I did get 100,000 people per day. We did sell the $10 million in merchandise, and I did win the Chicago Publicity Club Award for 53,000 lines of editorial publicity for the two-week fortnight.
There have been many defining moments over seven decades. The 1969 moon landing was celebrated around the world with ticker tape parades. I was to produce the Chicago Gala. It took numerous contacts to NASA to acquire permission for the first official footprint after the moon landing. A press conference preceded the event with every piece of electronic and print media in the Midwest in attendance. Buzz Aldrin replicated his moon landing boot print for a bronze, and Tiffany’s created a commemorative collection in gold. At the 50th anniversary celebration several years ago, the Smithsonian chose to have the boot print as their symbol — fifty years after I had done it.
Over my lifetime, members of the press have been my most interesting and best friends. Editors, anchors, writers, and authors have worked together to create great results. I have published a magazine, done photography for magazines, written radio copy, and prepared TV interviews. Good Morning America staff, the Today Show film crew, magazine editors and dailies helped me establish community identity. Funny things over the years included a cheese head of Mike Royko that drew the attention of Peter Jennings. I once went to dinner at the White House with Hugh Sidey of Time Magazine. I have been blessed to know and work with so many remarkable people over the course of my career.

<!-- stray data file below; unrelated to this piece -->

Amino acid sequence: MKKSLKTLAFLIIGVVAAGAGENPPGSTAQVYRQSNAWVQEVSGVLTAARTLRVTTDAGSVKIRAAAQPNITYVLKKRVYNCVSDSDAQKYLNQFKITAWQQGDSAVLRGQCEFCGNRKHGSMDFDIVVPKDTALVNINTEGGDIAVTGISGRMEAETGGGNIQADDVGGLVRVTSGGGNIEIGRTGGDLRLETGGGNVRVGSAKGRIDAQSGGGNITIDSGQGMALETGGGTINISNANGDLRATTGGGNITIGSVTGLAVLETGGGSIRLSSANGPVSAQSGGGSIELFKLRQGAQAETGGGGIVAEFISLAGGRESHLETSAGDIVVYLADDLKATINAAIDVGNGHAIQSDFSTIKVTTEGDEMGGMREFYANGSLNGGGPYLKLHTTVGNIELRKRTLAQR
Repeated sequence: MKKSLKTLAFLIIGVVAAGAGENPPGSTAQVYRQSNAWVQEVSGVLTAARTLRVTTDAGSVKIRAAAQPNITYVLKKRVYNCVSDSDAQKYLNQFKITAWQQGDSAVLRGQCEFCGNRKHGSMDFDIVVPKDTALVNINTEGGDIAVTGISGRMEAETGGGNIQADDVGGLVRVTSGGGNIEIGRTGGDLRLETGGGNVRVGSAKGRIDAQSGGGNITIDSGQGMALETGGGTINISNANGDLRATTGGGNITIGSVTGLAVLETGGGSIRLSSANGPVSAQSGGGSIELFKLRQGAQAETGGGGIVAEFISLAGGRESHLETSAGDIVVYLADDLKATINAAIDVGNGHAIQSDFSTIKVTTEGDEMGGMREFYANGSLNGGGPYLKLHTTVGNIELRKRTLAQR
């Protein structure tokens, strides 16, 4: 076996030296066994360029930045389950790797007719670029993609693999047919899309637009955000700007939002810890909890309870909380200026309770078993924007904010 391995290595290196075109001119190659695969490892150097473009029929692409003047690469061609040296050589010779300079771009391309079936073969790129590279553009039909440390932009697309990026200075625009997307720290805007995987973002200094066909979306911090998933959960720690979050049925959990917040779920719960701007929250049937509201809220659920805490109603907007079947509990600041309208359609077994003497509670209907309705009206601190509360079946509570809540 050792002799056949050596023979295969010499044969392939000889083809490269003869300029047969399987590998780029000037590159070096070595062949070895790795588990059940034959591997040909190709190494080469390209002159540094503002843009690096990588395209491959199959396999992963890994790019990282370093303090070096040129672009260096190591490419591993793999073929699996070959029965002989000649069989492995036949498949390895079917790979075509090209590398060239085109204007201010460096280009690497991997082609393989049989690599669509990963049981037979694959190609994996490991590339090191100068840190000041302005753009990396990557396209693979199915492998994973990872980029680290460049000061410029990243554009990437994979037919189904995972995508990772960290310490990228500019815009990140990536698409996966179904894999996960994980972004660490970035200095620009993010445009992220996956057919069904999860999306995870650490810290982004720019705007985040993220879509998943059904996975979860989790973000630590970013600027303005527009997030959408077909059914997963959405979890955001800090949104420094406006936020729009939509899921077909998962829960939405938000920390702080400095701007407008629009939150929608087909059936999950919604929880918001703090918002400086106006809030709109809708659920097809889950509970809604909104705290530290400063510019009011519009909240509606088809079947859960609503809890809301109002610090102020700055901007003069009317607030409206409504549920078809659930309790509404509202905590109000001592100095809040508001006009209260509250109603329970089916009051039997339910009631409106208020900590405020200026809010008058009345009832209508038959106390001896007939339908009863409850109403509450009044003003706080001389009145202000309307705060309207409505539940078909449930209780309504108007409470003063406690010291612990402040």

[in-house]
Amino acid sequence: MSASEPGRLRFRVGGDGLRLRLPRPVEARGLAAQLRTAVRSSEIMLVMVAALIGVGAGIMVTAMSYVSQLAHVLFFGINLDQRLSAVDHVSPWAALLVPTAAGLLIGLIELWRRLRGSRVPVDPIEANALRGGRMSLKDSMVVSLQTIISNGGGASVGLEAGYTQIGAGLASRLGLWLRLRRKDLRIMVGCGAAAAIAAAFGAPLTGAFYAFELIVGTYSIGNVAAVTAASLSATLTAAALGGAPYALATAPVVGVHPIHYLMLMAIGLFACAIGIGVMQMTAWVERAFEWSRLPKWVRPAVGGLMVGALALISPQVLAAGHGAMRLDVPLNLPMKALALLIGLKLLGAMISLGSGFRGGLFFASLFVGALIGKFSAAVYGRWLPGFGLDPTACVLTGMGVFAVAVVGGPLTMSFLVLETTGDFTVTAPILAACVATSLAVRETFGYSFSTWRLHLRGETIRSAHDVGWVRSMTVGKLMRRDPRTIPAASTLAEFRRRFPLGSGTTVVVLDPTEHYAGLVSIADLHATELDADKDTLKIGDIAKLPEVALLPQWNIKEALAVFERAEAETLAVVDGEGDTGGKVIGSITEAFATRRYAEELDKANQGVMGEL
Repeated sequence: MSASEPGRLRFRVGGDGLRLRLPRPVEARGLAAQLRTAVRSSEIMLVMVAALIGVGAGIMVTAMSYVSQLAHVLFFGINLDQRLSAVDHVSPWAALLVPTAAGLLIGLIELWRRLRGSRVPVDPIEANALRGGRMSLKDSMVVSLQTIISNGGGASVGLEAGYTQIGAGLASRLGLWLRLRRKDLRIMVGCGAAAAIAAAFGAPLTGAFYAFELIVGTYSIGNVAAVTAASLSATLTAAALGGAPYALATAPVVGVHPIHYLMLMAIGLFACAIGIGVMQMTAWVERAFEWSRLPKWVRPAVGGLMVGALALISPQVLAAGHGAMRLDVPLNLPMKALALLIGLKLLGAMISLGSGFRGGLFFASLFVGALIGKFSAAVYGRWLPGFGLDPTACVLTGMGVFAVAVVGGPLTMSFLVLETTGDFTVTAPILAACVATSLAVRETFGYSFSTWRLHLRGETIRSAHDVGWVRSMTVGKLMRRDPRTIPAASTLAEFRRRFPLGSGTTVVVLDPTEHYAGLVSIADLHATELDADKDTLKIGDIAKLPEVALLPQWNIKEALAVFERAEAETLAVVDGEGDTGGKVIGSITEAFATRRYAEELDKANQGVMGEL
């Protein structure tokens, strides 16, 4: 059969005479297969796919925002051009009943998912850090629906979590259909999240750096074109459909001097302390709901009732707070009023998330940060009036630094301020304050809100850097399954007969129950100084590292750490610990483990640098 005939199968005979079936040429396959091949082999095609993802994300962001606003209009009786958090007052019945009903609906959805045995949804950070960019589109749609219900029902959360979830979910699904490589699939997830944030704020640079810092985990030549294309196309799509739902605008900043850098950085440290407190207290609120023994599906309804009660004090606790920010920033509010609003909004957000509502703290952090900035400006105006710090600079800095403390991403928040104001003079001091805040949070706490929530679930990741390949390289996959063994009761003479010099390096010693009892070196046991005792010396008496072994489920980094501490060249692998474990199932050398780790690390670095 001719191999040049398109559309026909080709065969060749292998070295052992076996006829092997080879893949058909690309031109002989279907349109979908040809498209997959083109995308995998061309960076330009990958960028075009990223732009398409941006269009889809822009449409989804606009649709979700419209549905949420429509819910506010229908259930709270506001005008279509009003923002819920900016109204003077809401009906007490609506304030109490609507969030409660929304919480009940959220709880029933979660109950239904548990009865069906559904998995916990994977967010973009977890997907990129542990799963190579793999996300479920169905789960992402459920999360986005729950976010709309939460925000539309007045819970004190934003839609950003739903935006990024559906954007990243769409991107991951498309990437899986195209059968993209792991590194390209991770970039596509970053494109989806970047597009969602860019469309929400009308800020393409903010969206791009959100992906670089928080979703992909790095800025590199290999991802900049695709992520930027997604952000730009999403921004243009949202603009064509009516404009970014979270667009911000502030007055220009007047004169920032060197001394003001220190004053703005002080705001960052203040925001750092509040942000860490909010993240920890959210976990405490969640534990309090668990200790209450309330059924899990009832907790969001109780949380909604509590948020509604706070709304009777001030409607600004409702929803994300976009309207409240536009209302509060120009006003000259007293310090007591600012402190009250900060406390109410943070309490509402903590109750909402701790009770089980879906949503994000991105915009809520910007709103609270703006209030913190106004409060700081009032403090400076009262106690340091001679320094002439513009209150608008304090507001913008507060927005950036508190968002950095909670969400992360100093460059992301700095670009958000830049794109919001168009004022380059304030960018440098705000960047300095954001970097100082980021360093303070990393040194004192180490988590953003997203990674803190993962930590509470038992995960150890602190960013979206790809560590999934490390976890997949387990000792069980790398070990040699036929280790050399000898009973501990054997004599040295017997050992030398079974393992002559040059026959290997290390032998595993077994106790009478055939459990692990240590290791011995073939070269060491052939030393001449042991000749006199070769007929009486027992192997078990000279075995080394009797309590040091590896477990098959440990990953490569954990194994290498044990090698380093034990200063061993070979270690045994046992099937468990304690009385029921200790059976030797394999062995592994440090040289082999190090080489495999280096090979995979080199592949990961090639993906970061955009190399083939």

I have been fortunate enough to work with many celebrities over the course of a seven-decade long career. I did many stories with Carol Channing and last had dinner with her in 2003. At age 83, she was decked out in sequins and about to marry Harry from her high school band. In 1960, I produced a world premiere of “The Great Imposter” with Tony Curtis for a “Salute to California” promotion. About 15 years ago Tony was here in Naples with his sixth wife. He sent me a note, “from an old flame.”
My career has given me the opportunity to fly in The Spirit of St Louis replica aircraft while sitting on a wicker seat on the floor. In 1985 I had the privilege of travelling on the Concorde from London to an air show here doing touch and go’s on the runway. I served on the International Festivals & Events Association (IFEA) Board with Jack French of the Tournament of Roses, Dan Mangeot of the Kentucky Derby, and Jo Hauck of the Indianapolis 500 Festival. I was honored to be inducted into the IFEA Hall of Fame in 1997.
I’ve been so fortunate to have had great career opportunities. Carpe Diem.
(Editor’s note: Defining Moments is a series in SCOOP to give you, our press club members, a forum for writing about highlights from your career. Please share your Defining Moments story for an upcoming edition of SCOOP by emailing your article of 800 to 1,500 words to firstname.lastname@example.org, attention SCOOP Editor Karla Wheeler.)